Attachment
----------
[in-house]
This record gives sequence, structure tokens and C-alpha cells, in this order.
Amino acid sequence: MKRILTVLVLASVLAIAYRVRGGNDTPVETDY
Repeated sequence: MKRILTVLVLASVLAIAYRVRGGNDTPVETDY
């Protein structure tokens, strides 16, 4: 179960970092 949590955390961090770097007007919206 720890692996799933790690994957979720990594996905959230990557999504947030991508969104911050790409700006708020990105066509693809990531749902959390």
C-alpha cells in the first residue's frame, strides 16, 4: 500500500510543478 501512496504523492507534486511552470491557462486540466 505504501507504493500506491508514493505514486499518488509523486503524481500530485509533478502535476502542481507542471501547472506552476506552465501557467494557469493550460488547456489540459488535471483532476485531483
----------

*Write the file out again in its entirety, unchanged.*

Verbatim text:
[in-house]
This record gives sequence, structure tokens and C-alpha cells, in this order.
Amino acid sequence: MKRILTVLVLASVLAIAYRVRGGNDTPVETDY
Repeated sequence: MKRILTVLVLASVLAIAYRVRGGNDTPVETDY
């Protein structure tokens, strides 16, 4: 179960970092 949590955390961090770097007007919206 720890692996799933790690994957979720990594996905959230990557999504947030991508969104911050790409700006708020990105066509693809990531749902959390």
C-alpha cells in the first residue's frame, strides 16, 4: 500500500510543478 501512496504523492507534486511552470491557462486540466 505504501507504493500506491508514493505514486499518488509523486503524481500530485509533478502535476502542481507542471501547472506552476506552465501557467494557469493550460488547456489540459488535471483532476485531483